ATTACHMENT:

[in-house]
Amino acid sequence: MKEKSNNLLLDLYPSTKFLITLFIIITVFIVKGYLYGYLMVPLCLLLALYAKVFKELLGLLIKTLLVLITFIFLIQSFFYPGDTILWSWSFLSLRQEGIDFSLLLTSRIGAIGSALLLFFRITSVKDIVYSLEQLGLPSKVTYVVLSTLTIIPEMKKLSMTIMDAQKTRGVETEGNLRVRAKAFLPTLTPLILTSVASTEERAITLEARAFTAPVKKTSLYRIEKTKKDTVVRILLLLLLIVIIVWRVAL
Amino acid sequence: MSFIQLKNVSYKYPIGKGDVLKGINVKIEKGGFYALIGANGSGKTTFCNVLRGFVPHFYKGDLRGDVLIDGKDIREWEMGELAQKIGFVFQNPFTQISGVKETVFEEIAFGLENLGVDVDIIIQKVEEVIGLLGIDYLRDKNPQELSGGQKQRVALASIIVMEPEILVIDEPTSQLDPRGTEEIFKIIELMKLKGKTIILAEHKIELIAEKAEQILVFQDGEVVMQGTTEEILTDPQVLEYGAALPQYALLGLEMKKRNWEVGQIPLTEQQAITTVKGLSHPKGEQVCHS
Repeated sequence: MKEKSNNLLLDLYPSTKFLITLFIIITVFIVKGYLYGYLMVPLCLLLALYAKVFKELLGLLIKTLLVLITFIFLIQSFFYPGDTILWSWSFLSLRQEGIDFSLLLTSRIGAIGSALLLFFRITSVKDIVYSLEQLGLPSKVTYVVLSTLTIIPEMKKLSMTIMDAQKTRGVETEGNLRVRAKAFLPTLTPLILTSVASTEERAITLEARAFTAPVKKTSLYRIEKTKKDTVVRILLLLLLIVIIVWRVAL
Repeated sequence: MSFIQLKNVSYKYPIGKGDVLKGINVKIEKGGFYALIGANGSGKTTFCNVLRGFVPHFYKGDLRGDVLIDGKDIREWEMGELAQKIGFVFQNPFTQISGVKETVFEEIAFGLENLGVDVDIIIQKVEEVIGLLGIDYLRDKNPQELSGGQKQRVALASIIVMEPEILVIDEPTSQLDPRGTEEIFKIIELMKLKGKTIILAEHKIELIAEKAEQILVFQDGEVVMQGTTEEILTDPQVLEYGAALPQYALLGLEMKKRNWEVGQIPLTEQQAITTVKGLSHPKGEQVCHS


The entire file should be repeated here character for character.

[in-house]
Amino acid sequence: MKEKSNNLLLDLYPSTKFLITLFIIITVFIVKGYLYGYLMVPLCLLLALYAKVFKELLGLLIKTLLVLITFIFLIQSFFYPGDTILWSWSFLSLRQEGIDFSLLLTSRIGAIGSALLLFFRITSVKDIVYSLEQLGLPSKVTYVVLSTLTIIPEMKKLSMTIMDAQKTRGVETEGNLRVRAKAFLPTLTPLILTSVASTEERAITLEARAFTAPVKKTSLYRIEKTKKDTVVRILLLLLLIVIIVWRVAL
Amino acid sequence: MSFIQLKNVSYKYPIGKGDVLKGINVKIEKGGFYALIGANGSGKTTFCNVLRGFVPHFYKGDLRGDVLIDGKDIREWEMGELAQKIGFVFQNPFTQISGVKETVFEEIAFGLENLGVDVDIIIQKVEEVIGLLGIDYLRDKNPQELSGGQKQRVALASIIVMEPEILVIDEPTSQLDPRGTEEIFKIIELMKLKGKTIILAEHKIELIAEKAEQILVFQDGEVVMQGTTEEILTDPQVLEYGAALPQYALLGLEMKKRNWEVGQIPLTEQQAITTVKGLSHPKGEQVCHS
Repeated sequence: MKEKSNNLLLDLYPSTKFLITLFIIITVFIVKGYLYGYLMVPLCLLLALYAKVFKELLGLLIKTLLVLITFIFLIQSFFYPGDTILWSWSFLSLRQEGIDFSLLLTSRIGAIGSALLLFFRITSVKDIVYSLEQLGLPSKVTYVVLSTLTIIPEMKKLSMTIMDAQKTRGVETEGNLRVRAKAFLPTLTPLILTSVASTEERAITLEARAFTAPVKKTSLYRIEKTKKDTVVRILLLLLLIVIIVWRVAL
Repeated sequence: MSFIQLKNVSYKYPIGKGDVLKGINVKIEKGGFYALIGANGSGKTTFCNVLRGFVPHFYKGDLRGDVLIDGKDIREWEMGELAQKIGFVFQNPFTQISGVKETVFEEIAFGLENLGVDVDIIIQKVEEVIGLLGIDYLRDKNPQELSGGQKQRVALASIIVMEPEILVIDEPTSQLDPRGTEEIFKIIELMKLKGKTIILAEHKIELIAEKAEQILVFQDGEVVMQGTTEEILTDPQVLEYGAALPQYALLGLEMKKRNWEVGQIPLTEQQAITTVKGLSHPKGEQVCHS